This research was made possible with the financial support from National Science Foundation of China (NSFC) (61975089, 61875102), Science and Technology Research Program of Shenzhen City (JCYJ20200109110606054), Chunfeng foundation, Tsinghua University (2020Z99CFZ023), Natural Science Foundation of Guangdong Province (2019A1515012105).
Conflict of Interest
The authors declare that the research was conducted in the absence of any commercial or financial relationships that could be construed as a potential conflict of interest.
The handling editor HH declared a shared affiliation with the authors at the time of review.
All claims expressed in this article are solely those of the authors and do not necessarily represent those of their affiliated organizations, or those of the publisher, the editors and the reviewers. Any product that may be evaluated in this article, or claim that may be made by its manufacturer, is not guaranteed or endorsed by the publisher.
Aharonov, Y., Albert, D. Z., and Vaidman, L. (1988). How the Result of a Measurement of a Component of the Spin of a Spin-1/2particle Can Turn Out to Be 100. Phys. Rev. Lett. 60 (14), 1351–1354. doi:10.1103/PhysRevLett.60.1351
Aharonov, Y., Rohrlich, D., and Paradoxes, Q. (2003). Quantum Theory for the Perplexed. Wiley VCH, 299.
Aharonov, Y., and Vaidman, L. (1990). Properties of a Quantum System during the Time Interval between Two Measurements. Phys. Rev. A 41 (1), 11–20. doi:10.1103/PhysRevA.41.11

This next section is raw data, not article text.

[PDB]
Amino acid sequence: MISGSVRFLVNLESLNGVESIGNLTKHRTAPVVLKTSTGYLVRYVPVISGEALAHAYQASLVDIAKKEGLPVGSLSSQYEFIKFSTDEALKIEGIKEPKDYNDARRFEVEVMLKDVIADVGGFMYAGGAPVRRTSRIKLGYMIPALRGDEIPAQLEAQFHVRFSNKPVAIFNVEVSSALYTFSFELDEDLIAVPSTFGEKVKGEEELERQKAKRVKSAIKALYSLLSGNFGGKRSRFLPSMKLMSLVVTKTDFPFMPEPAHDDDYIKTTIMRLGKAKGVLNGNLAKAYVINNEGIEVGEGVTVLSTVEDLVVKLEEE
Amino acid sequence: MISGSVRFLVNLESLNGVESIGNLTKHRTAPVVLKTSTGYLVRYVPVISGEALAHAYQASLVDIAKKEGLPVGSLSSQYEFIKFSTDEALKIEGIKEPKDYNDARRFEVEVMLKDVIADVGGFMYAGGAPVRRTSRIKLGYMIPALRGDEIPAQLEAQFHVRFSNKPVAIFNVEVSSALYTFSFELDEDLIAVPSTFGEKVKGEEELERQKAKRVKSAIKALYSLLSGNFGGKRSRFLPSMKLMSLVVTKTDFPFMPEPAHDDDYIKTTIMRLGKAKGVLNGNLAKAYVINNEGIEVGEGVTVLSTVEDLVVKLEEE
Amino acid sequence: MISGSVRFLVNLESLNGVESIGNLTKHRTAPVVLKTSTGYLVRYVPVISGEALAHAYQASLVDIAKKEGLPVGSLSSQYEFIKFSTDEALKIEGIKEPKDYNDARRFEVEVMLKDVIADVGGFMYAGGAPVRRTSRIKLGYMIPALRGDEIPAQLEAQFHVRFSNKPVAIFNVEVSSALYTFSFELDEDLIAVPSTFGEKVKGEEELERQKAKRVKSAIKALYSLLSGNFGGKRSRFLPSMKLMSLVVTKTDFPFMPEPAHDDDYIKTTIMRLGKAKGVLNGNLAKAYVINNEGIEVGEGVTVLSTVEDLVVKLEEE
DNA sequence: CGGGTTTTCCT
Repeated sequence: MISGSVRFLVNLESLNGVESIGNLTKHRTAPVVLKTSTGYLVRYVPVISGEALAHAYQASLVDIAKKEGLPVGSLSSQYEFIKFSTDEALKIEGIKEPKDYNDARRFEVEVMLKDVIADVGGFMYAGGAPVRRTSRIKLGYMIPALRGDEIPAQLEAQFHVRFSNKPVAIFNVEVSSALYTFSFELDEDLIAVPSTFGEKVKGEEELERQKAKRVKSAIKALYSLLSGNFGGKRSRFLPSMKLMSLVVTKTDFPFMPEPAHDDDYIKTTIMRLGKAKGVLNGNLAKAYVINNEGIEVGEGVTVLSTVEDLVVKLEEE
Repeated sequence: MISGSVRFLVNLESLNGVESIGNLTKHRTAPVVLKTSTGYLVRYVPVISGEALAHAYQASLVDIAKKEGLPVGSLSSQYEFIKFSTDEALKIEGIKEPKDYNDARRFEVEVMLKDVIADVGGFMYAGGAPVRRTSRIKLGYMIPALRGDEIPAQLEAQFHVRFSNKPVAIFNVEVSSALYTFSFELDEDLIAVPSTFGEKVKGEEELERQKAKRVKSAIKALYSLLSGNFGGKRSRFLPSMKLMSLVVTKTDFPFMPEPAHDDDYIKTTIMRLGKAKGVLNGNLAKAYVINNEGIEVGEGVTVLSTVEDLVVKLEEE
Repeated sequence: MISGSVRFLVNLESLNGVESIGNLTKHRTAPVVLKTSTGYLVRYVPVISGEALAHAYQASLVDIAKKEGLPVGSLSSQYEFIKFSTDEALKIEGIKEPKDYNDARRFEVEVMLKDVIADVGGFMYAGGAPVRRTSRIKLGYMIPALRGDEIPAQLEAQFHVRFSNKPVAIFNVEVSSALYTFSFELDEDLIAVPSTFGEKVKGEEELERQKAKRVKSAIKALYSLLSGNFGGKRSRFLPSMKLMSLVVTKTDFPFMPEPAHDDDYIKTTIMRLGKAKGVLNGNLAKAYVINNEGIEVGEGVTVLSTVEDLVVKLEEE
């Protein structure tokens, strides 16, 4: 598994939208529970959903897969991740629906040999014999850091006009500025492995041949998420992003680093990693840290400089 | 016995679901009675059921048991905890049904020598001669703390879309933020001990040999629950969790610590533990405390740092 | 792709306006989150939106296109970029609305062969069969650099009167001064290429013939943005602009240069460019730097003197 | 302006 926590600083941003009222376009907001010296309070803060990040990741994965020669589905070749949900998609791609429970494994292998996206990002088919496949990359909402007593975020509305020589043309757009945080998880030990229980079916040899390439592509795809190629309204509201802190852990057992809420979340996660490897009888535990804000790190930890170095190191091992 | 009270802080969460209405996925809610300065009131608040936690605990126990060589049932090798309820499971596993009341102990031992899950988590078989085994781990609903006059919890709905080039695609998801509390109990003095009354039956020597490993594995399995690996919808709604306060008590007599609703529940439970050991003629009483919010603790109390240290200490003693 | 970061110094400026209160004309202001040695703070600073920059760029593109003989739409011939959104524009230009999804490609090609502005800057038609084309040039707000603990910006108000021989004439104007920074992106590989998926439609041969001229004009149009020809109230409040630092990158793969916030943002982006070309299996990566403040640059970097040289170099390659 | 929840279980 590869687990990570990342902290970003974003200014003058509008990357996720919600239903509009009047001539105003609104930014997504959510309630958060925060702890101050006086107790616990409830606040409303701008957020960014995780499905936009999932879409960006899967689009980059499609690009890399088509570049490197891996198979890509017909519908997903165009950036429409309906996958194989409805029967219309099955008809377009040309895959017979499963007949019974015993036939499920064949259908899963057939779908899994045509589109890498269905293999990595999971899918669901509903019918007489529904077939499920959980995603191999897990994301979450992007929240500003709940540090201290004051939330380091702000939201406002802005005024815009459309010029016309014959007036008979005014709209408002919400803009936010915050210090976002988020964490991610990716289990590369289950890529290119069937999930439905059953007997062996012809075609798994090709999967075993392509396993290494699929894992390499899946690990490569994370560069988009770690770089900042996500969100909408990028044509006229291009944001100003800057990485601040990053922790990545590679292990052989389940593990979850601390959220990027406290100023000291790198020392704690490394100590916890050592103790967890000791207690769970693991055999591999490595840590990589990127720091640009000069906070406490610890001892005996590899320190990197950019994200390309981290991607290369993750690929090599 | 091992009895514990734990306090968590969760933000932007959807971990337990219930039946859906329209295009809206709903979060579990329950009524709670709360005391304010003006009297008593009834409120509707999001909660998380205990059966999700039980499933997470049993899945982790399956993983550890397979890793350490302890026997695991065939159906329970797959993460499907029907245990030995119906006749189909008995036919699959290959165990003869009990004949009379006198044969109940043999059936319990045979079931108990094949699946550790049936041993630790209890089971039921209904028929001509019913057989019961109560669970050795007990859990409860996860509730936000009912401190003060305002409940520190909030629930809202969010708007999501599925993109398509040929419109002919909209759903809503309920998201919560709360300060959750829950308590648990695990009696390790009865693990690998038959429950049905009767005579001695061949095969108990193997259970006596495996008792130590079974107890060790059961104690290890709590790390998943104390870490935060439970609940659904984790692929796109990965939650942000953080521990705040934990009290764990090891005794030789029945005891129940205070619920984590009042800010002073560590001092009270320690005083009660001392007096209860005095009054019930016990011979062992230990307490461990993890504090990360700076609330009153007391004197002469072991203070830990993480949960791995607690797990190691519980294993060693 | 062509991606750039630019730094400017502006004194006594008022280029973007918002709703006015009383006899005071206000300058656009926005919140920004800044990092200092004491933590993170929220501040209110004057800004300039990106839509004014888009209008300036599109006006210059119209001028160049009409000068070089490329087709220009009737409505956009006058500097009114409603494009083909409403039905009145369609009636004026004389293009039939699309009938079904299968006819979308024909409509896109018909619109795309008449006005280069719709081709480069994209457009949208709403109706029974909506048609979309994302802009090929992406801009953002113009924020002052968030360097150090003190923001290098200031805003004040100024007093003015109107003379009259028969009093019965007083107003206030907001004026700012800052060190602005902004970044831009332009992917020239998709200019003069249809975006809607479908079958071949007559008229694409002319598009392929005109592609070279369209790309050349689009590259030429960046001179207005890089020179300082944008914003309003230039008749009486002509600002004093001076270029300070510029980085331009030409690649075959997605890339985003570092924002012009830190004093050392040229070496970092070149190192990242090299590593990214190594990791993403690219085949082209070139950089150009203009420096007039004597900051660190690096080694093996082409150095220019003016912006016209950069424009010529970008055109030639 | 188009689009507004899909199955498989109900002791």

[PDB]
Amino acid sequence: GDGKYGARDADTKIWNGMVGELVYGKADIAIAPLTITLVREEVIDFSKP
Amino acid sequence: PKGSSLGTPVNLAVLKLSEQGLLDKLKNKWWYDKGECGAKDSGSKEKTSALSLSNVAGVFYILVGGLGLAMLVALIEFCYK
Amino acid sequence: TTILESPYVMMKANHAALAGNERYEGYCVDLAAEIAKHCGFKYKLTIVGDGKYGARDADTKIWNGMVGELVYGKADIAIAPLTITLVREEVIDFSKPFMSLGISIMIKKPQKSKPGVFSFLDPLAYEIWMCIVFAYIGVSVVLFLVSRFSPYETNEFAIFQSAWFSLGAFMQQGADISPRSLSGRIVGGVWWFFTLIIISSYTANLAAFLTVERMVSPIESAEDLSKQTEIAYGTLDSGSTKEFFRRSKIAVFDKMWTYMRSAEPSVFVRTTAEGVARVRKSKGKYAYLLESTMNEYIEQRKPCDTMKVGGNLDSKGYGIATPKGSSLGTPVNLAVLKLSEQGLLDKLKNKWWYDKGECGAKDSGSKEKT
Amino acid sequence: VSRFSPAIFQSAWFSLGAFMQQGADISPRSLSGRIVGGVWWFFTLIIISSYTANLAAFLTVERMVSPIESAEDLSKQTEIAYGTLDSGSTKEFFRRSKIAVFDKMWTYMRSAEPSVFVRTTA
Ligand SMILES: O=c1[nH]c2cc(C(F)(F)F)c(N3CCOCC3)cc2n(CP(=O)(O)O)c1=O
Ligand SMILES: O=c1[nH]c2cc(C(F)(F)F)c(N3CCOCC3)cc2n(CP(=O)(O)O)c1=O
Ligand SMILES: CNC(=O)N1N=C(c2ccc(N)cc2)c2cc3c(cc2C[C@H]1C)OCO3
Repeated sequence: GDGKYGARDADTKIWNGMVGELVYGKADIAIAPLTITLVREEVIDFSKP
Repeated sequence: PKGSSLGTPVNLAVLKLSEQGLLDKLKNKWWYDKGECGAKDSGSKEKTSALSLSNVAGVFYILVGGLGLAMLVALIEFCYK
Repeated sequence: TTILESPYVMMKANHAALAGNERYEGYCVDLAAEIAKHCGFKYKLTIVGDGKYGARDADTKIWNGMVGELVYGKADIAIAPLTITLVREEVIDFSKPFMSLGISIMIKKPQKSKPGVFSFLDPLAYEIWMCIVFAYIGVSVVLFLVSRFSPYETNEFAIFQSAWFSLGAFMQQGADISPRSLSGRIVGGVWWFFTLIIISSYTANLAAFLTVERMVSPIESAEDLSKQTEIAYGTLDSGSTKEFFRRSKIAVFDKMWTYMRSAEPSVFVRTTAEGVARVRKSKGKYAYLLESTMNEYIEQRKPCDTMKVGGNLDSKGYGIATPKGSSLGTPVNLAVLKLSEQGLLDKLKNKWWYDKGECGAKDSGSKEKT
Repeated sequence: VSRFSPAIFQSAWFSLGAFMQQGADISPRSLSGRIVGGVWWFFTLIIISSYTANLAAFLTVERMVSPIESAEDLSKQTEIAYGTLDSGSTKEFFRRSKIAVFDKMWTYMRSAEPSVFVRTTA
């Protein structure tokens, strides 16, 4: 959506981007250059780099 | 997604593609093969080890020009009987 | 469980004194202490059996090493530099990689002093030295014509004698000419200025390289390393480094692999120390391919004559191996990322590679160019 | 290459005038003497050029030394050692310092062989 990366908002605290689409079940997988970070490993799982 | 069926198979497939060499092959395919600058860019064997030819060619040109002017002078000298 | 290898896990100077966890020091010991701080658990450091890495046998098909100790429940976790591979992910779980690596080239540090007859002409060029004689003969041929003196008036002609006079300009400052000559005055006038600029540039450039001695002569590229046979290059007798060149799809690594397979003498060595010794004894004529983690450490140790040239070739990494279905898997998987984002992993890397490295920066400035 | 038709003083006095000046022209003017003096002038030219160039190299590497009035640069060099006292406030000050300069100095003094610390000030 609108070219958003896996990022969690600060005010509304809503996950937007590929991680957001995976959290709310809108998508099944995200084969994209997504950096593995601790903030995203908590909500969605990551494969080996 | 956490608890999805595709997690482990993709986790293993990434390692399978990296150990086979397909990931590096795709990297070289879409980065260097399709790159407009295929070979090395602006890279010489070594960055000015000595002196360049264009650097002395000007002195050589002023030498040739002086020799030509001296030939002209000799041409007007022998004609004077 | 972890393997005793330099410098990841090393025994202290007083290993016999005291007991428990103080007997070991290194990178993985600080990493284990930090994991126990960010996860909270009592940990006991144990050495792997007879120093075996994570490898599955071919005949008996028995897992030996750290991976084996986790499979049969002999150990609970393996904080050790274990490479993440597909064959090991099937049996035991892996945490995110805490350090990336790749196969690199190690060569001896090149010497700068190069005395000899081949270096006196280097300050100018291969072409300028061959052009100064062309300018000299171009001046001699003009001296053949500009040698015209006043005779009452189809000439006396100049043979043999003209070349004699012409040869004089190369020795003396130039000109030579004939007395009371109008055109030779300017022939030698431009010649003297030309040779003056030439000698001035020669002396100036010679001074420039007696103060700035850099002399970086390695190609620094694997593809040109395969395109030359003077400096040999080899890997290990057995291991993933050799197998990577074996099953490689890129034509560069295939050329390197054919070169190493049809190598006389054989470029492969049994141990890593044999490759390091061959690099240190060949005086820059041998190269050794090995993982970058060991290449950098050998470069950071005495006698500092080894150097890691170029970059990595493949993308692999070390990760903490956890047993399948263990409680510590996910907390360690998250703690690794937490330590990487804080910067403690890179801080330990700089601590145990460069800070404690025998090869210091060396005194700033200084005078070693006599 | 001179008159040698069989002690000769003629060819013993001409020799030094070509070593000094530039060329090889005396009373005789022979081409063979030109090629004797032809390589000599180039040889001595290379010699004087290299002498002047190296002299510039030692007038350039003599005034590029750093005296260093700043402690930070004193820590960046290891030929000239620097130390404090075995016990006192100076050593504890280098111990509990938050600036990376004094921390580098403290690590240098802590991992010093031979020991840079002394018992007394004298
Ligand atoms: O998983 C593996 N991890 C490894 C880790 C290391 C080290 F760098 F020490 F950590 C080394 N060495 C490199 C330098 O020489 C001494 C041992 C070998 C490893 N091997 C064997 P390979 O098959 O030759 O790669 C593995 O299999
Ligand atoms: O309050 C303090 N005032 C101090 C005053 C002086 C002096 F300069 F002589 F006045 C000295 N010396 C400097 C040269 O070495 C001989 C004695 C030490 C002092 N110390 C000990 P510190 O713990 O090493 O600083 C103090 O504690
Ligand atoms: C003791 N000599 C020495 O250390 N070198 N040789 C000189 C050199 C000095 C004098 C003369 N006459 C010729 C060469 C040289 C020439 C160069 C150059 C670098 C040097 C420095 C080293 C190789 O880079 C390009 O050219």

Avella, A., Piacentini, F., Borsarelli, M., Barbieri, M., Gramegna, M., Lussana, R., et al. (2017). Anomalous Weak Values and the Violation of a Multiple-Measurement Leggett-Garg Inequality. Phys. Rev. A 96 (5), 5. doi:10.1103/PhysRevA.96.052123
Brunner, N., and Simon, C. (2010). Measuring Small Longitudinal Phase Shifts: Weak Measurements or Standard Interferometry? Phys. Rev. Lett. 105 (1), 010405. doi:10.1103/PhysRevLett.105.010405
Dixon, P. B., Starling, D. J., Jordan, A. N., and Howell, J. C. (2009). Ultrasensitive Beam Deflection Measurement via Interferometric Weak Value Amplification. Phys. Rev. Lett. 102 (17), 4. doi:10.1103/PhysRevLett.102.173601
Duck, I. M., Stevenson, P. M., and Sudarshan, E. C. G. (1989). The Sense in Which a "Weak Measurement" of a Spin-½ Particle's Spin Component Yields a Value 100. Phys. Rev. D. 40 (6), 2112–2117. doi:10.1103/PhysRevD.40.2112
Dziewior, J., Knips, L., Farfurnik, D., Senkalla, K., Benshalom, N., Efroni, J., et al. (2019). Universality of Local Weak Interactions and its Application for Interferometric Alignment. Proc. Natl. Acad. Sci. U.S.A. 116 (8), 2881–2890. doi:10.1073/pnas.1812970116
Hosoya, A., and Shikano, Y. (2010). Strange Weak Values. J. Phys. A Math. Theor. 43 (38), 385307. doi:10.1088/1751-8113/43/38/385307
Hosten, O., and Kwiat, P. (2008). Observation of the Spin Hall Effect of Light via Weak Measurements. Science 319 (5864), 787–790. doi:10.1126/science.1152697
Jordan, A. N., Martínez-Rincón, J., and Howell, J. C. (2014). Technical Advantages for Weak-Value Amplification: When Less Is More. Phys. Rev. X 4 (1), 11. doi:10.1103/PhysRevX.4.011031
Jozsa, R. (2007). Complex Weak Values in Quantum Measurement. Phys. Rev. A 76 (4), 044103. doi:10.1103/PhysRevA.76.044103
Kocsis, S., Braverman, B., Ravets, S., Stevens, M. J., Mirin, R. P., Shalm, L. K., et al. (2011). Observing the Average Trajectories of Single Photons in a Two-Slit Interferometer. Science 332 (6034), 1170–1173. doi:10.1126/science.1202218
Leggett, A. J. (1989). Comment on ''How the Result of a Measurement of a Component of the Spin of a Spin-(1/2 Particle Can Turn Out to Be 100''. Phys. Rev. Lett. 62 (19), 2325. doi:10.1103/PhysRevLett.62.2325